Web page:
• The average cost of clinically-dosed pre-workouts is $2.00 per serving. Transparent Labs Stim-Free costs $1.66 per serving, making it an excellent value. 
  • Transparent Labs Stin-Free is third-party certified with clear labels. It’s also naturally sweetened (with stevia) and doesn’t use any food colors or dyes that can negatively impact health.

What Time Of Day Should You Stop Taking Pre-Workout?

Ideally, you should give yourself 5-8 hours between taking pre-workout and your desired bedtime, if your pre-workout contains stimulants like caffeine. 

If your pre-workout is stim-free, aim to take it no later than 2-3 hours before your bedtime.

For example, if your bedtime is 10pm, ideally you would stop taking pre-workout by 5pm (or 7-8pm for a stim-free formula).  

Frequently Asked Questions

Can You Take Pre-Workout At Night?

Yes, you can take pre-workout at night but you need to be mindful of possible impacts on sleep.  Aim to have at least 2-5 hours between taking pre-workout and your bedtime, and consider stim-free options. 

Implement practices like meditation, soothing tea, or a warm bath to help you fall asleep more easily.

What Happens If You Take Pre-Workout Before Bed?

If you try to take pre-workout immediately before bed you could have a hard time falling asleep, especially if the product contains stimulants like caffeine, taurine, guarana or ginseng. 

Trouble sleeping can lead to more problems like impaired recovery, and lower mood and focus the next day.

Can I Take Pre-Workout At 5pm?

Whether you can take pre-workout at 5pm without interrupting your sleep will depend on your bedtime, if the pre-workout contains stimulants, your personal caffeine metabolism if it does, and any other sources of caffeine in your day. 

Your best bet is to try a smaller serving or opt for a stim-free formula.

How Long Does Pre-Workout Last Before Bed?

For most people, caffeine takes 5 hours to reach 50% levels, so you could still be feeling the effects after 8 hours. 

That said, most of pre-workout’s effects are felt within 1-2 hours and if you opt for a stim-free formula, the pre-workout will last a maximum of 2-3 hours before bed.

Other Pre Workout Resources


Martinez N, Campbell B, Franek M, Buchanan L, Colquhoun R. The effect of acute pre-workout supplementation on power and strength performance. J Int Soc Sports Nutr. 2016 Jul 16;13:29. doi: 10.1186/s12970-016-0138-7. PMID: 27429596; PMCID: PMC4947244.

Hoffman JR, Ratamess NA, Kang J, Rashti SL, Faigenbaum AD. Effect of betaine supplementation on power performance and fatigue. J Int Soc Sports Nutr. 2009 Feb 27;6:7. doi: 10.1186/1550-2783-6-7. PMID: 19250531; PMCID: PMC2651845.

Baba Y, Inagaki S, Nakagawa S, Kaneko T, Kobayashi M, Takihara T. Effects of l-Theanine on Cognitive Function in Middle-Aged and Older Subjects: A Randomized Placebo-Controlled Study. J Med Food. 2021 Apr;24(4):333-341. doi: 10.1089/jmf.2020.4803. Epub 2021 Mar 22. PMID: 33751906; PMCID: PMC8080935.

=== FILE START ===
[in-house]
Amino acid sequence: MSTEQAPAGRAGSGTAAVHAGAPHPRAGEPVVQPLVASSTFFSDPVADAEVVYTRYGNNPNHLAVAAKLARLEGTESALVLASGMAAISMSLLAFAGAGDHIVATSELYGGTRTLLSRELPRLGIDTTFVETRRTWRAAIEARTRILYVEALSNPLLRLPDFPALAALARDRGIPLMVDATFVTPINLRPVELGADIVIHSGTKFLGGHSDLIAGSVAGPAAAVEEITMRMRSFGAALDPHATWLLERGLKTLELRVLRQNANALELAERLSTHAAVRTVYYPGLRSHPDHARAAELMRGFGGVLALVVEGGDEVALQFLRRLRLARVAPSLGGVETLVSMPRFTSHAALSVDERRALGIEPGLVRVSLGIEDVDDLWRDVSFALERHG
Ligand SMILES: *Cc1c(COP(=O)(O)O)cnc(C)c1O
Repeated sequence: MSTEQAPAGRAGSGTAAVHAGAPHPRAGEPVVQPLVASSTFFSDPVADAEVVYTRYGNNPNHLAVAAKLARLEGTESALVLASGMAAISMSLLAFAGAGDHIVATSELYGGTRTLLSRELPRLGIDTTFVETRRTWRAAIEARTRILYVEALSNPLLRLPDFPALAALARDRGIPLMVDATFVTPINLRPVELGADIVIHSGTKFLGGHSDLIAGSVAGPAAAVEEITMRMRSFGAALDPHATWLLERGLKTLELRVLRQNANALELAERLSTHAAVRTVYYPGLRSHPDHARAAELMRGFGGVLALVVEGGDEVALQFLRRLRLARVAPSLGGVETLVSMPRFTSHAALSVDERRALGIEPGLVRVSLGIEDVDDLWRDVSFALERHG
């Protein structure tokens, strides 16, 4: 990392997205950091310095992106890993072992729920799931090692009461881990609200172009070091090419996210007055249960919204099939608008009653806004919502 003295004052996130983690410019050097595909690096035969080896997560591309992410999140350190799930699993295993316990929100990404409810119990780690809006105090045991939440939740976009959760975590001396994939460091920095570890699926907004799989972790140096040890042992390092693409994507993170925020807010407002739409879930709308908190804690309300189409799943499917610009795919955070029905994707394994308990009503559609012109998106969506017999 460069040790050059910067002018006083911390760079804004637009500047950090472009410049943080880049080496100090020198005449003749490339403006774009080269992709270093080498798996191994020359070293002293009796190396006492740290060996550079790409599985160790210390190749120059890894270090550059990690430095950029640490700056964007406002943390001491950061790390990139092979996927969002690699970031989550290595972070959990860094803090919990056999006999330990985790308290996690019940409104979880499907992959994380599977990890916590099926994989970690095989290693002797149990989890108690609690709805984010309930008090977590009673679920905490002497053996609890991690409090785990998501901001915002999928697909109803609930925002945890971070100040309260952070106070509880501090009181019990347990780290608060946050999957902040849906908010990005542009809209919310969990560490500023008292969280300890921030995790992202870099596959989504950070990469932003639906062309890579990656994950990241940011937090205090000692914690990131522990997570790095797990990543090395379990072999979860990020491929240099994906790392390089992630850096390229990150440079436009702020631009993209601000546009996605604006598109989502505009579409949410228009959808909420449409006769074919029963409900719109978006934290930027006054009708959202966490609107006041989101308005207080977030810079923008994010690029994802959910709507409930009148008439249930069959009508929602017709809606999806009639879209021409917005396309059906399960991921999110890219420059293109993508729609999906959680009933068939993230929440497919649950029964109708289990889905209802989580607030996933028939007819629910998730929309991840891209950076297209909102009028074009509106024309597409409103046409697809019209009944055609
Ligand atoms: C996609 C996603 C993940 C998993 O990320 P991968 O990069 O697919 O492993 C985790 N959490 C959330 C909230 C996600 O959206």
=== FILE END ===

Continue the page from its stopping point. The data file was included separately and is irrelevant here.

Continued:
Marshall, Geoff J.G. MSc, CSCS; Turner, Anthony N. MSc, CSCS*D. The Importance of Sleep for Athletic Performance. Strength and Conditioning Journal 38(1):p 61-67, February 2016. | DOI: 10.1519/SSC.0000000000000189

Boulenger JP, Patel J, Post RM, Parma AM, Marangos PJ. Chronic caffeine consumption increases the number of brain adenosine receptors. Life Sci. 1983 Mar 7;32(10):1135-42. doi: 10.1016/0024-3205(83)90119-4. PMID: 6298543.

Shona L. Halson (2008) Nutrition, sleep and recovery, European Journal of Sport Science, 8:2, 119-126, DOI: 10.1080/17461390801954794

Ellenbogen, J. M. (2005). Cognitive benefits of sleep and their loss due to sleep deprivation. Neurology, 64(7), E25-E27. doi:10.1212/01.wnl.0000164850.68115.81

Thomson, C. A., Morrow, K. L., Flatt, S. W., Wertheim, B. C., Perfect, M. M., Ravia, J. J., Sherwood, N. E., Karanja, N., & Rock, C. L. (2012). Relationship Between Sleep Quality and Quantity and Weight Loss in Women Participating in a Weight-Loss Intervention Trial. Obesity, 20(7), 1419-1425. doi:10.1038/oby.2012.62

Brzezinski, A., Vangel, M. G., Wurtman, R. J., Norrie, G., Zhdanova, I., Ben-Shushan, A., & Ford, I. (2005). Effects of exogenous melatonin on sleep: A meta-analysis. Sleep Medicine Reviews, 9(1), 41-50. ISSN 1087-0792. doi:10.1016/j.smrv.2004.06.004.

Potter JD, Robertson SP, Johnson JD. Magnesium and the regulation of muscle contraction. Fed Proc. 1981 Oct;40(12):2653-6. PMID: 7286246.

About The Author

Lauren Graham

Lauren Graham is a Precision Nutrition Level 1 certified nutrition coach. She focuses on helping busy professionals balance healthy eating and purposeful movement.  Lauren has a background in competitive swimming and is currently competing as a CrossFit athlete.  She has a passion for training, teaching, and writing. 

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I’ve Tested 28+ Pre-Workouts, Here’s My #1 Pick


  • Proven Doses: Ingredients Dosed To Clinical Standards
  • Great Value: 17% Cheaper Than Other Similar Formulas
  • Well-Rounded: Excellent for Pump, Energy, & Strength


  • Proven Doses: Ingredients Dosed To Clinical Standards
  • Great Value: 17% Cheaper Than Other Simliar Formulas
  • Well-Rounded: Excellent for Pump, Energy, & Strength

Read my review